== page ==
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Friday, August 8, 2008
(Previous entries available here)

STOP PRESS
Yet another decorated stone discovered
Picture ORCA

The newly-discovered inscibed stone from the extension to Trench P.
More details next week.

Hello, welcome to day 15 of the dig.

My name is Stewart Sanderson and I am a volunteer, who left school in Glasgow two months ago. I am going on to study the Ancient Near East at SOAS in London in September; so the Ness excavation was a great opportunity for me to gain experience in archaeology before starting my degree.

Although the Neolithic as a whole is not a period that I have read much about, or had many opportunities to study, being on such an amazing site has really made me interested in learning more about prehistory.

Picture ORCA
The extension to Trench P nears the completion of the initial clean.

I have been fascinated by the past from an early age, and vividly remember childhood trips to Orkney’s iconic monuments with my family. Both my parents took part in excavations when they were younger, and encouraged me to pursue my interest in archaeology and history by studying Latin outside school and taking part in digs in Glasgow over the past two summers.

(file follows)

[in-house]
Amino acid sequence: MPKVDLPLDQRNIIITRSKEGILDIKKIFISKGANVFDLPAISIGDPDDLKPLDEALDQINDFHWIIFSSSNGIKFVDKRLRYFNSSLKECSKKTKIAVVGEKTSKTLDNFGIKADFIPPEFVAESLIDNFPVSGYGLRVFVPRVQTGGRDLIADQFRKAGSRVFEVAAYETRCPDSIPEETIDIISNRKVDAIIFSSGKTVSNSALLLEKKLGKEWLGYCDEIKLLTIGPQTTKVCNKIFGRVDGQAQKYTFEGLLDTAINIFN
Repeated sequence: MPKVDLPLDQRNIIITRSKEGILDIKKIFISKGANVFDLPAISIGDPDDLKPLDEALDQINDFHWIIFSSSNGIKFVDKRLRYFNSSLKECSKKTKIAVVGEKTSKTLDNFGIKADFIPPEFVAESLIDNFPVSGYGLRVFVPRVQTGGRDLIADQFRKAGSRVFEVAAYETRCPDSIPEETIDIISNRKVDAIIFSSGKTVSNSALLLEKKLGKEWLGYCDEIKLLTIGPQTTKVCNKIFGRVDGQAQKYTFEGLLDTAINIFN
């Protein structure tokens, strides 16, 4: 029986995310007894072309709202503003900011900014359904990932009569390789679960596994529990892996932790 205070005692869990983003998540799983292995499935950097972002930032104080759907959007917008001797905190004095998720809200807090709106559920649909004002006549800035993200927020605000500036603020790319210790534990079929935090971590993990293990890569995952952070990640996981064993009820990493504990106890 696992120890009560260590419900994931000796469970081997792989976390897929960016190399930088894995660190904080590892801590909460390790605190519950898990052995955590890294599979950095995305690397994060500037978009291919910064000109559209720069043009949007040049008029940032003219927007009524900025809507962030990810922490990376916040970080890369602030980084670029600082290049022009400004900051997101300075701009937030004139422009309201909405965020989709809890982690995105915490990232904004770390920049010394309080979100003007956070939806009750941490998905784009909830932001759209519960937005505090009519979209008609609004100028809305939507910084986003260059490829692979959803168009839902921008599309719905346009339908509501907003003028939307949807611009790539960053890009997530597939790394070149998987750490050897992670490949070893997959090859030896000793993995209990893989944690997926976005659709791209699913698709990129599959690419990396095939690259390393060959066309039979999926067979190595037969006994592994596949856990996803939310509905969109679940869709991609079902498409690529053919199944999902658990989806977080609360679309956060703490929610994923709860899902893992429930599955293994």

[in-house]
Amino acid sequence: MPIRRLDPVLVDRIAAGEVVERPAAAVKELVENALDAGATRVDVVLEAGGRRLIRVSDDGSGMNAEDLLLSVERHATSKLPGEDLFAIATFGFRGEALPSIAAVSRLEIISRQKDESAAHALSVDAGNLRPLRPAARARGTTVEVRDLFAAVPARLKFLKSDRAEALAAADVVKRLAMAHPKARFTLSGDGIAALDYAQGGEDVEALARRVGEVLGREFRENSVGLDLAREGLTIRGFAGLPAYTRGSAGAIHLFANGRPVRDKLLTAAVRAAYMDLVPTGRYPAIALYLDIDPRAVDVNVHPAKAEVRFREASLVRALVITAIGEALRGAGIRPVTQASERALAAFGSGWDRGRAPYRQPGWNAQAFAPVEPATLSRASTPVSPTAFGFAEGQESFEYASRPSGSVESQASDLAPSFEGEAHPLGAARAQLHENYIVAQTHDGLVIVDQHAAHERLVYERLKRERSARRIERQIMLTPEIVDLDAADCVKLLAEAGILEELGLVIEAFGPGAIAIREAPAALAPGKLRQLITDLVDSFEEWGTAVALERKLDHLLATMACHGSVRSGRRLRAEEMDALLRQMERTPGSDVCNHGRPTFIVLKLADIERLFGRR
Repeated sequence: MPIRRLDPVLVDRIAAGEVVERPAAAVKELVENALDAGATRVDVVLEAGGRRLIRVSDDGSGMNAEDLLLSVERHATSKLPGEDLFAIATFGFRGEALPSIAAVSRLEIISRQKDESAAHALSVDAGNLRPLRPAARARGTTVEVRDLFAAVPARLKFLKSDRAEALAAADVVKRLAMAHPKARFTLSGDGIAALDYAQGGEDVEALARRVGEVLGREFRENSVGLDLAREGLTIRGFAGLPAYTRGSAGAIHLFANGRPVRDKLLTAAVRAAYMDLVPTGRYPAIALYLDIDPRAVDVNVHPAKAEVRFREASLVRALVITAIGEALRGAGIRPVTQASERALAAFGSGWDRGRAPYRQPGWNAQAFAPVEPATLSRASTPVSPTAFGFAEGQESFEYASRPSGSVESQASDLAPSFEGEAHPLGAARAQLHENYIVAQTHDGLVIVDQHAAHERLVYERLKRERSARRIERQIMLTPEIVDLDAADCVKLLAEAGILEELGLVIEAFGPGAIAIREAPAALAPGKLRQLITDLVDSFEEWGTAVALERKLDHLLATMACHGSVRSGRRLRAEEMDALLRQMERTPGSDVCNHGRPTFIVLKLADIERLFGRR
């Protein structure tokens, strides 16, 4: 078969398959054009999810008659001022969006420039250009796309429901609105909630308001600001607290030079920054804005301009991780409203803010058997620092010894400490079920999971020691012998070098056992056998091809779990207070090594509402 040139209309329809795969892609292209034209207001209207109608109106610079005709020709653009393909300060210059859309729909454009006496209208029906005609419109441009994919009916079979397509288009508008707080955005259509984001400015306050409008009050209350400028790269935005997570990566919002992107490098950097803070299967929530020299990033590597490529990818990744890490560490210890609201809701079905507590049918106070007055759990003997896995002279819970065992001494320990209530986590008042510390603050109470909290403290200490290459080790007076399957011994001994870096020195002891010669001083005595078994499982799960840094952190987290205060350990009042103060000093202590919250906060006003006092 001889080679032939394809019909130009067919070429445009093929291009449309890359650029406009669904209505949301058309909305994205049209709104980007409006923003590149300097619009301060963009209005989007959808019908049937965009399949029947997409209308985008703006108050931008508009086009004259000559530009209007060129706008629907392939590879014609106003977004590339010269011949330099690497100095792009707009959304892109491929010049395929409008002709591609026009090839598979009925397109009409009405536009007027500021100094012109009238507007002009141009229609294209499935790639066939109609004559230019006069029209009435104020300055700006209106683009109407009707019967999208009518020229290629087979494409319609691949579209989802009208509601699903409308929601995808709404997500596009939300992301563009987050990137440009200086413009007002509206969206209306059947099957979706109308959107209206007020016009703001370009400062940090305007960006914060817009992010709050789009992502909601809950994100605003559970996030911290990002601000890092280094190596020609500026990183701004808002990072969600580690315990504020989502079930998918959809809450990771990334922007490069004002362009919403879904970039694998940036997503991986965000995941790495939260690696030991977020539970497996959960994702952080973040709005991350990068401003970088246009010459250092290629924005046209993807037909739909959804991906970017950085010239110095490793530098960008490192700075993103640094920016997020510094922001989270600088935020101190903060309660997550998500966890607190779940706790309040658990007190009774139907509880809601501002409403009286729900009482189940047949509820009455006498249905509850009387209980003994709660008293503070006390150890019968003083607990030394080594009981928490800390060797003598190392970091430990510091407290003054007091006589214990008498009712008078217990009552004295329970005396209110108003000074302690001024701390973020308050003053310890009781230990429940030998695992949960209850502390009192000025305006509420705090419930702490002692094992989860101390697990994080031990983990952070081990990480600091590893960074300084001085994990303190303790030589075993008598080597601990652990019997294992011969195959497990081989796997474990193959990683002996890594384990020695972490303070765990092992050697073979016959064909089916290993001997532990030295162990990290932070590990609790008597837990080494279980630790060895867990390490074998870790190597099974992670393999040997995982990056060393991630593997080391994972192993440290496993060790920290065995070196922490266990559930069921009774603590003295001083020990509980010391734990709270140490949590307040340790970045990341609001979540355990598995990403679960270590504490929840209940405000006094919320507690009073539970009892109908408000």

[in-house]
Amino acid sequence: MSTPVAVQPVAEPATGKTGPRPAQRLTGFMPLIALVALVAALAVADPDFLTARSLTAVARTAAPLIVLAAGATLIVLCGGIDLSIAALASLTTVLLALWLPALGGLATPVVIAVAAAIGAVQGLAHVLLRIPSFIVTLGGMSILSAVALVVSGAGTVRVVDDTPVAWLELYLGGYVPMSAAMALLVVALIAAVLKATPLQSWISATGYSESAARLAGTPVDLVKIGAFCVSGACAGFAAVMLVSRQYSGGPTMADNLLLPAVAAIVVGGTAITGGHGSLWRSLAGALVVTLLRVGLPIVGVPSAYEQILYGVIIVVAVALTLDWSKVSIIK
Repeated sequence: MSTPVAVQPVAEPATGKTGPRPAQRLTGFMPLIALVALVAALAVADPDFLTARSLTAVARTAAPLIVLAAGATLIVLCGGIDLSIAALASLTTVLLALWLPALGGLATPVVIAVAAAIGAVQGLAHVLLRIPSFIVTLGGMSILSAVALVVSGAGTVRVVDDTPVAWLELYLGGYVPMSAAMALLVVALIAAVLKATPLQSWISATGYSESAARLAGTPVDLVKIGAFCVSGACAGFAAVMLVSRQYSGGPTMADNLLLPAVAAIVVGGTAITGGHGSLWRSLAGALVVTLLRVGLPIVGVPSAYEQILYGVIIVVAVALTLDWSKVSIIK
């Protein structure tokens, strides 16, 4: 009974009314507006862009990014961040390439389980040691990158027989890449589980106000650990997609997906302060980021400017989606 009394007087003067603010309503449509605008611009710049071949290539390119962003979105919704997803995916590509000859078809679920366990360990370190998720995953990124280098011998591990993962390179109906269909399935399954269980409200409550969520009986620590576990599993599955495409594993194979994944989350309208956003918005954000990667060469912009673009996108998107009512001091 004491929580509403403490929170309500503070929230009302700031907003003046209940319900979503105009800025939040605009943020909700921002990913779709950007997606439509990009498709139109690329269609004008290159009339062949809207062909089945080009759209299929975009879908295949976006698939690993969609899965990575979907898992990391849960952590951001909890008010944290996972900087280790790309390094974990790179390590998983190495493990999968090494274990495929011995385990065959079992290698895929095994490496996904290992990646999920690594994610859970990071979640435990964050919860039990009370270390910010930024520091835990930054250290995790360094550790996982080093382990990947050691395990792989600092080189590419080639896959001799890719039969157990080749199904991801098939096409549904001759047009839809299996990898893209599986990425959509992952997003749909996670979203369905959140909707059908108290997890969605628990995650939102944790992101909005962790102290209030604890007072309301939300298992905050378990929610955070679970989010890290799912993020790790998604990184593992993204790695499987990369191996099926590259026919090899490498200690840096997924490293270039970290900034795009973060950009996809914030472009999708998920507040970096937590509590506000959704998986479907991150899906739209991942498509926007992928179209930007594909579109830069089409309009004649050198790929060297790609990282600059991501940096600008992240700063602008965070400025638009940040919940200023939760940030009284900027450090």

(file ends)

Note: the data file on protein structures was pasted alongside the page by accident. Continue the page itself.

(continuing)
The Ness of Brodgar has easily been the most interesting and significant dig that I have volunteered at, in such a beautiful location in the world famous Neolithic heart of Orkney. It has also been very exciting to hear professional archaeologists describing this as one of the best sites they have ever excavated. 

I began working in trench P, trowelling back onto the structures of the ancient village.

Picture ORCA
Yet more beautiful stonework is revealed in Structure 1.

Last week I helped to open a new trench, Q, which was located over the massive wall, but unfortunately had to be closed up again as the complexity of the overlying archaeology was felt could not be tackled without further expanding this trench.

Picture ORCA
Visitors at Trench N while Martin and Amanda take notes.

For the past few days, I've helped dig the new extension of trench P, which has so far yielded several lovely flints and both incised and applied decoration Grooved Ware style pottery, as well as stone walls and masses of rubble. It has been amazing to see the ancient houses and objects emerging from the soil, and imagining how the people who built this place lived. 

Taking part in the Ness of Brodgar excavation has been a truly memorable and enjoyable experience, with a really great group of people on the team and wonderful archaeology. I hope to come back next year and take part again, hopefully with a bit more knowledge of the Neolithic period and archaeology in general. 

The Ness of Brodgar
Orkney's World Heritage Site
The Ring of Brodgar
Archaeology around the Ness of Brodgar
The Standing Stones of Stenness
The Barnhouse Settlement